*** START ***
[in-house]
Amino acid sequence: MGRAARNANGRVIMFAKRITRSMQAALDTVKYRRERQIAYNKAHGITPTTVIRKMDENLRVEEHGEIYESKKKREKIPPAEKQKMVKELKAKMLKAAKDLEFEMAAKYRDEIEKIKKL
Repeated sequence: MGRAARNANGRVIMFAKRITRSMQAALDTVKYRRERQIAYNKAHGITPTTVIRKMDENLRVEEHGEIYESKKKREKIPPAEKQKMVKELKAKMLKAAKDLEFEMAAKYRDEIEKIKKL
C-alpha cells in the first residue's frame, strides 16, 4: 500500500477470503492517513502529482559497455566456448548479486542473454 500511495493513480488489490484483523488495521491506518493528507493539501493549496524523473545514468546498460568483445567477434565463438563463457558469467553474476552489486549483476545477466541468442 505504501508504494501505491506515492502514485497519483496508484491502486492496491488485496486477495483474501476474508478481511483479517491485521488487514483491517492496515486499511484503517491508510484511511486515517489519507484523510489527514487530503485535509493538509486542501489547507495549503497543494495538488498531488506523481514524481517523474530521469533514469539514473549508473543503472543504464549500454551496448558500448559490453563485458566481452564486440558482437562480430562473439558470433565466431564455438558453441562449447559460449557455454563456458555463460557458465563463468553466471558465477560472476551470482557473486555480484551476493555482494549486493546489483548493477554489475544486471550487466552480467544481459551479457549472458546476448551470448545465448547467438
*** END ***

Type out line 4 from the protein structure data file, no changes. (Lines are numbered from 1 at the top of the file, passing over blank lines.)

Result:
C-alpha cells in the first residue's frame, strides 16, 4: 500500500477470503492517513502529482559497455566456448548479486542473454 500511495493513480488489490484483523488495521491506518493528507493539501493549496524523473545514468546498460568483445567477434565463438563463457558469467553474476552489486549483476545477466541468442 505504501508504494501505491506515492502514485497519483496508484491502486492496491488485496486477495483474501476474508478481511483479517491485521488487514483491517492496515486499511484503517491508510484511511486515517489519507484523510489527514487530503485535509493538509486542501489547507495549503497543494495538488498531488506523481514524481517523474530521469533514469539514473549508473543503472543504464549500454551496448558500448559490453563485458566481452564486440558482437562480430562473439558470433565466431564455438558453441562449447559460449557455454563456458555463460557458465563463468553466471558465477560472476551470482557473486555480484551476493555482494549486493546489483548493477554489475544486471550487466552480467544481459551479457549472458546476448551470448545465448547467438